1. Setting up the goal.
Can be made of anything, preferably clothing or school bags. When the ball comes into contact with the post, a consensus must be reached on whether it was a goal, wide or ‘in off’ [the post].
2. Cross bar
The exact height varies from goal to goal, decided on a case by case basis. Whether the goalie could have conceivably reached the shot is a useful guideline.
2. Picking teams.
There are two common methods for picking the sides.
The owner of the ball and the best player take turns picking until the worst player is left (feeling a bit like they want to cry).
2. Picking numbers
One player to turn their back while the others are allocated numbers which are then used to randomly* assign teams.
*cheating via coughs, nods or hidden hand gestures is rife in the game.
3. Who you’re going to ‘be’.
Each player must pick a professional to channel for the course of the game.
4. New ball rule.
A new ball cannot be played – or even bounced – on concrete for a minimum of two weeks when first purchased (to hold off this happening for as long as possible).
Any player is entitled to give a running commentary on their own performance, usually when on a solo dribble. E.g. He takes on one, he takes on two, he shoots! – Ooooooh, it’s just wide!
6. Wembley Singles / Doubles
When there are not enough players to make up two teams, individuals or pairs play against each other shooting at one goal. As always, the worst player goes in nets.
Scottish footballer Alex James, Wembley, 1932, Getty
7. Headers and Volleys.
A game of advanced technique that involves keeping the ball within set parameters using only a header or a volley (one player at a time). Rules can be softened to allow half-volleys.
8. Spot / Donkey / other
Subject to regional varieties, each player is given a letter as a penalty for failing in the aims of game (often involving hitting a specific tree or wall).
Once ‘donkey’ (e.g.) has been reached, that player is out (and a donkey).
9. Rush keeper / First man back.
When everyone refuses to play in nets, there are two options.
1. Rush keeper
Enables goalies to switch temporarily to an outfield position during the match, including going on solo runs and scoring goals.
2. First man back
Dictates that any outfield play can become the goalkeeper, depending on who gets back to the goal first when defending an attack.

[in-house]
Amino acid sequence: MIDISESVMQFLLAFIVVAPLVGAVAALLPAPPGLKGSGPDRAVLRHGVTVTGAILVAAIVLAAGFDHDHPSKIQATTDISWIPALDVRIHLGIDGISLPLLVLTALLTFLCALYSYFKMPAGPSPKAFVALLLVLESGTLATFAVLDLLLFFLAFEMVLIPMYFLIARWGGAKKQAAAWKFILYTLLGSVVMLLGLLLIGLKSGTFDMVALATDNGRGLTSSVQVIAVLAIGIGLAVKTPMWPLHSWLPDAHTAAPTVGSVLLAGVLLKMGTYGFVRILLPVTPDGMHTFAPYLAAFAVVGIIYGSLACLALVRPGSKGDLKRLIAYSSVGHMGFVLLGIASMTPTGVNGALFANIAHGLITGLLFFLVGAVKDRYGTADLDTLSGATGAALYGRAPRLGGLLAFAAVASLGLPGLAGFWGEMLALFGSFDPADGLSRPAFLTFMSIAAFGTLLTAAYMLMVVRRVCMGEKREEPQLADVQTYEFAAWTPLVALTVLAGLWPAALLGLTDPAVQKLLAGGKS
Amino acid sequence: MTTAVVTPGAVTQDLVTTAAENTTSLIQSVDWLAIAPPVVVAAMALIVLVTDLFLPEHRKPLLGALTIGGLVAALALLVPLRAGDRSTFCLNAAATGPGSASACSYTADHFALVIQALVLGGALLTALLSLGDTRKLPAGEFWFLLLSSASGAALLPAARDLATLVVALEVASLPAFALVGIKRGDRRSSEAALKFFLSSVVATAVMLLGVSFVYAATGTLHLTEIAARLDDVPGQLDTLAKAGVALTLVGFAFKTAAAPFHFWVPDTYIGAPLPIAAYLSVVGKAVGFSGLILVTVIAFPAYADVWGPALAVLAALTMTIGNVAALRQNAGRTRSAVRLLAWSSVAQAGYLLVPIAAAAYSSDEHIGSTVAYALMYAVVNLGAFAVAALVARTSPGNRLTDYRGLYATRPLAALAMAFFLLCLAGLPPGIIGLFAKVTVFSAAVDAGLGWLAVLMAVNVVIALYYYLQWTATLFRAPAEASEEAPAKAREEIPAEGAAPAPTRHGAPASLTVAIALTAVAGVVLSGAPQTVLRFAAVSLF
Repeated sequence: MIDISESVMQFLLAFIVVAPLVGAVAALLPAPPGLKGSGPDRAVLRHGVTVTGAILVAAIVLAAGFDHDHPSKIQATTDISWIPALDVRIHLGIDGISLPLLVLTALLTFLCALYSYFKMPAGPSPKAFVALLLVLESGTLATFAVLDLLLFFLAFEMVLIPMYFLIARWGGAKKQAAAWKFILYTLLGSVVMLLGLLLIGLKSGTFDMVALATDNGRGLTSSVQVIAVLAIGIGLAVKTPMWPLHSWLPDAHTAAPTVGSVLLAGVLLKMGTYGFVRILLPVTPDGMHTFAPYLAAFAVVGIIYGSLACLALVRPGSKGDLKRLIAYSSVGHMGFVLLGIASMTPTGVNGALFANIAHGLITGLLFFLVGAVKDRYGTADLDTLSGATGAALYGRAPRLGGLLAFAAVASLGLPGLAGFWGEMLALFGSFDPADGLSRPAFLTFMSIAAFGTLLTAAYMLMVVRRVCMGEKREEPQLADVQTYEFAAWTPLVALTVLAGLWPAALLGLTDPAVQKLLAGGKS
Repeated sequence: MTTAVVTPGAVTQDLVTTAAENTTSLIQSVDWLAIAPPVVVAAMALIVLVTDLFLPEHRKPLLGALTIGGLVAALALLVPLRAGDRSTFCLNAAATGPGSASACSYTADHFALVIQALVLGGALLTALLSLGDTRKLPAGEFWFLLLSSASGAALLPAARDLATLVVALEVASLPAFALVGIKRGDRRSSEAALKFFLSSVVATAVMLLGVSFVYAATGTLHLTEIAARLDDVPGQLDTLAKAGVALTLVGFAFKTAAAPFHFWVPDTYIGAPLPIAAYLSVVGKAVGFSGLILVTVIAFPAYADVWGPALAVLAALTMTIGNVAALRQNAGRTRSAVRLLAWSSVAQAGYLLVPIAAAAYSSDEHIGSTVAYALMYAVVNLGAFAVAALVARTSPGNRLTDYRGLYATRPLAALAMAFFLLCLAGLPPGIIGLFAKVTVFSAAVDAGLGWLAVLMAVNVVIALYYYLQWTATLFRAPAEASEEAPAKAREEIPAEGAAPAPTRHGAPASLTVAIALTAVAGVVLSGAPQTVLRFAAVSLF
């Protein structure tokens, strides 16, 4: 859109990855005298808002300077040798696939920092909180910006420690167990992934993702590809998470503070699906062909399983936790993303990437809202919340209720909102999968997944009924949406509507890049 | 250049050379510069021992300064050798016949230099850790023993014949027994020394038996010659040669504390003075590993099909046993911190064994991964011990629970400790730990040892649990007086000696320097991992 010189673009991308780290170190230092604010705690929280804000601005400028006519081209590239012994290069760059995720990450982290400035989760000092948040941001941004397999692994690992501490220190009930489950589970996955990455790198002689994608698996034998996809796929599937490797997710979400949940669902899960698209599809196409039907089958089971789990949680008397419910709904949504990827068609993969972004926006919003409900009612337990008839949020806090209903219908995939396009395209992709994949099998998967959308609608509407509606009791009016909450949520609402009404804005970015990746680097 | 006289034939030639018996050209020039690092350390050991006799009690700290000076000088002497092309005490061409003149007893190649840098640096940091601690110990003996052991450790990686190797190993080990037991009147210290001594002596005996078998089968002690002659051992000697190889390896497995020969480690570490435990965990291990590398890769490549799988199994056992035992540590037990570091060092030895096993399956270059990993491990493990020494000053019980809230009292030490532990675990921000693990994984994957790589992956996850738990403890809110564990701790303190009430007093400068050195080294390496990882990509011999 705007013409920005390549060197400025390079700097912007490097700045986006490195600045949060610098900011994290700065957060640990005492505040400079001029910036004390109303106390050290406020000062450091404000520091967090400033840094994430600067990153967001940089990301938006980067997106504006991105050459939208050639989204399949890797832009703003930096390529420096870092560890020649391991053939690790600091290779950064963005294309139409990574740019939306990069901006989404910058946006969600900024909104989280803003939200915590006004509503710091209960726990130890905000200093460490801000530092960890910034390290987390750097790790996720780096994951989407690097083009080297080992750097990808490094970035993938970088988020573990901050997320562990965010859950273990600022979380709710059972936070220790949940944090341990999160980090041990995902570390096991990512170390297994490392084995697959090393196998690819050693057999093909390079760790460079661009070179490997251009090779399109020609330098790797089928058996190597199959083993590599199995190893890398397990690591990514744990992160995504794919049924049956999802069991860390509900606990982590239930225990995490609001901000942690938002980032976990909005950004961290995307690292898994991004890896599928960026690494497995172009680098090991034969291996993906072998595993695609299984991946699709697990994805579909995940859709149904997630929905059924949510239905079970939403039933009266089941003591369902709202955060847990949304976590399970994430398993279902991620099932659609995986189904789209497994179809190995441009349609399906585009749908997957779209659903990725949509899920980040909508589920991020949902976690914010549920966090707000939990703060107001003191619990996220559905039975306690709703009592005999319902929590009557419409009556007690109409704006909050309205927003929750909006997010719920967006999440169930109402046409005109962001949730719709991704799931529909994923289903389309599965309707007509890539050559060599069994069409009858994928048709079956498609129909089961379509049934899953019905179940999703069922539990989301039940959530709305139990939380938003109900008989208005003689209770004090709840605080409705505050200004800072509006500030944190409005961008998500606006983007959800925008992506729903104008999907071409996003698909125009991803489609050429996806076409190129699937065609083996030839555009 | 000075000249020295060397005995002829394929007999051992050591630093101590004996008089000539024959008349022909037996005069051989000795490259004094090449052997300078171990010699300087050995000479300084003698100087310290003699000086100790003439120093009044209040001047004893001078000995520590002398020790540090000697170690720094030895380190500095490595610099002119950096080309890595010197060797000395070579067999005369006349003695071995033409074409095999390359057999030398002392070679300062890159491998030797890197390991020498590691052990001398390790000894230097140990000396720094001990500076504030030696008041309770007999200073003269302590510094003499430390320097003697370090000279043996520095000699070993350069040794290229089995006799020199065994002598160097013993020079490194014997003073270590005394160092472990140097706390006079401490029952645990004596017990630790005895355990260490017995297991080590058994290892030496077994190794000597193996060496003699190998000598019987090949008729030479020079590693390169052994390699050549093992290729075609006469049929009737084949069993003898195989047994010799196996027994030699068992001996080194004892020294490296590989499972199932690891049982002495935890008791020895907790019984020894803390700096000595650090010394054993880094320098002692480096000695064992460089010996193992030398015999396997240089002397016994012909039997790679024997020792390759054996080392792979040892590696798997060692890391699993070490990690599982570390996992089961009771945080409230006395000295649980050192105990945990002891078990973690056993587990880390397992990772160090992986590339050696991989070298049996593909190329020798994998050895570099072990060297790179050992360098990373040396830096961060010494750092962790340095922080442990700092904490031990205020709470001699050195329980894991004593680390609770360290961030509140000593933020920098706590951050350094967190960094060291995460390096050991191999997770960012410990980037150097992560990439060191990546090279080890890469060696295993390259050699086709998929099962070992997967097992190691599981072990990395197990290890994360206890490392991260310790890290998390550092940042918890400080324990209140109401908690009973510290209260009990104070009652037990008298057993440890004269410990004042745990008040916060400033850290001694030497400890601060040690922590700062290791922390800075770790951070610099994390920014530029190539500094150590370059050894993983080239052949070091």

10. No goal mooching / blasting.
Further safe guards for nervous ‘keepers can be enforced.
1. No mooching / poaching
A crude variation of the offside rule, this is to prevent lazy players or ‘glory hunters’ from hanging around the opposition goal waiting for a Lineker-style tap in.
2. No blasting
This rule prevents anyone from kicking the ball with excessive force within a few feet of the goalmouth.
11. Play on.
A free pass to continue playing even when the ball’s been kicked out, usually evoked by goalkeepers who can’t be bothered to retrieve the ball.
12. Break in play.
The game is only paused when the ball is accidentally kicked into a garden or under a car.
13. Getting the ball back.
If the ball does accidentally go into a stranger’s garden, asking for it back requires two players – the one who kicked it over in the first place and a loyal friend.
In a fast-paced game, abbreviated instructions are essential.
‘Next goal the winner’ means the next team to score wins, and is almost always evoked at the end of a game by the side losing 9-2.
17. Alternative balls.
Tennis balls, basket balls and empty cans or bottles are acceptable alternatives when a proper football is not available.
18. End of match.
The game only ends when either:
1. It’s too dark to see
2. Everyone is too tired to continue, or
3. The owner of the ball gets upset and goes home.
19. No ref.
No referee – or other adult – is required to enforce the above rules. After all, you’re all mates, no matter what the final score.